Crafting experiential, fit-for-purpose legal education
The street law idea grew out of the need to reverse the process of how law is currently taught in universities. Students learn the theory first without ‘real-time’ application to the facts in meeting the client’s problem. This model of education creates an under-appreciation and under-development of the skills needed in legal practice.
Between March and June 2015, an experimental 17 hours street law syllabus was tested with more than thirty (30) second year law students at the University of Malaya. Today, the syllabus is being turned into a free toolkit for any legal educator interested in introducing experiential learning into their curriculum.
Drawing from five cases that advocates from BON, Advocates have been personally involved in, our students underwent a series of inquiry, interview role playing and submission of key documents. Equipped by that experience, they went on to organise a weekend of providing free legal advice to the public which was a success. Students met real clients for the first time; they saw legal education in a new light. More than textbook knowledge, effective lawyering starts with meeting and connecting with the client, understanding the problem, documenting the facts, and researching the law to apply it to the facts for a solution.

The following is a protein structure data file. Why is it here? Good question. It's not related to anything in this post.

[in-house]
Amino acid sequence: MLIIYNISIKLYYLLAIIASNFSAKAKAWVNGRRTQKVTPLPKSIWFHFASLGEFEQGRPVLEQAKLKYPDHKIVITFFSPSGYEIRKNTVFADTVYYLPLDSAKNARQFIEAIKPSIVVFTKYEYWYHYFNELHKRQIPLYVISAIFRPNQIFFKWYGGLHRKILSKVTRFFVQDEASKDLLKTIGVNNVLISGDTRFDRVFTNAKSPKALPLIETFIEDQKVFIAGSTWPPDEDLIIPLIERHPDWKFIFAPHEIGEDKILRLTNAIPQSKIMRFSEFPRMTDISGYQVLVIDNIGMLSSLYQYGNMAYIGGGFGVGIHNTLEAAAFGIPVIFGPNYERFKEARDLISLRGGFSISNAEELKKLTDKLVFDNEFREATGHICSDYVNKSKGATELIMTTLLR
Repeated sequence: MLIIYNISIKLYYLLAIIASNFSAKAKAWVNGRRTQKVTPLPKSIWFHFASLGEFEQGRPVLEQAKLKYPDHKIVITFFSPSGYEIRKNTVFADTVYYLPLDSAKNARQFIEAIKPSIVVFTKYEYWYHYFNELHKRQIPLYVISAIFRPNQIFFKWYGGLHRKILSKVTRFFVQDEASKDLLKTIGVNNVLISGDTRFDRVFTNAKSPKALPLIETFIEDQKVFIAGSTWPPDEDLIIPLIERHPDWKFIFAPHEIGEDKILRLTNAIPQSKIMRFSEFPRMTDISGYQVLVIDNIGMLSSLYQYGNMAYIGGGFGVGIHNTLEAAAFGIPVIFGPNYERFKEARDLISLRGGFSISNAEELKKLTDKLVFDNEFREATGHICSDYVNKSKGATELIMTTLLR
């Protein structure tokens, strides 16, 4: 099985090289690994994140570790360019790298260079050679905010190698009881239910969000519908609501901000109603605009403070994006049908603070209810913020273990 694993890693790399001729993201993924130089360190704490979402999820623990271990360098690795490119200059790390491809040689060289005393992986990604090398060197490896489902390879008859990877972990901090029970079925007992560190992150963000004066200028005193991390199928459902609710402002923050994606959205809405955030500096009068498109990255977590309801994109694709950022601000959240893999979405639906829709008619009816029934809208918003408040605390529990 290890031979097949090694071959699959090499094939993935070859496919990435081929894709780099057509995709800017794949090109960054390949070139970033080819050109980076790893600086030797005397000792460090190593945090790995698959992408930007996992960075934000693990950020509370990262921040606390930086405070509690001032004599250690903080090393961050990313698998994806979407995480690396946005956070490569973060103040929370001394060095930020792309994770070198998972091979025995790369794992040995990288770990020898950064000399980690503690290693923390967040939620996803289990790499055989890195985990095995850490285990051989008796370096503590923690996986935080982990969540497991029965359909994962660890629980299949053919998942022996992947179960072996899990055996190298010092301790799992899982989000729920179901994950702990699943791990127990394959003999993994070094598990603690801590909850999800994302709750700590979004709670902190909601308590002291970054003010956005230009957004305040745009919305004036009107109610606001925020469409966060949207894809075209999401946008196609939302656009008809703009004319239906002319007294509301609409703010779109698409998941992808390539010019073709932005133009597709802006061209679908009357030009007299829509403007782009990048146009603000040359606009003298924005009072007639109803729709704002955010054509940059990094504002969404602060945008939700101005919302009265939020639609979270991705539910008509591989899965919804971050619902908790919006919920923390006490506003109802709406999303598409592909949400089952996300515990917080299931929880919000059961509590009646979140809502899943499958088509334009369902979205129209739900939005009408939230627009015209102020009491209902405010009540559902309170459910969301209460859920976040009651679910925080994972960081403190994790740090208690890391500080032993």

“The facts of the case are all-important. Without the facts, there is no case and you will not be able to properly and effectively advise the Advocate.
Your challenge is to extract and distil the facts. Listen carefully to what the client is saying to you. ”
“I think this programme’s approach is very good, would recommend to others”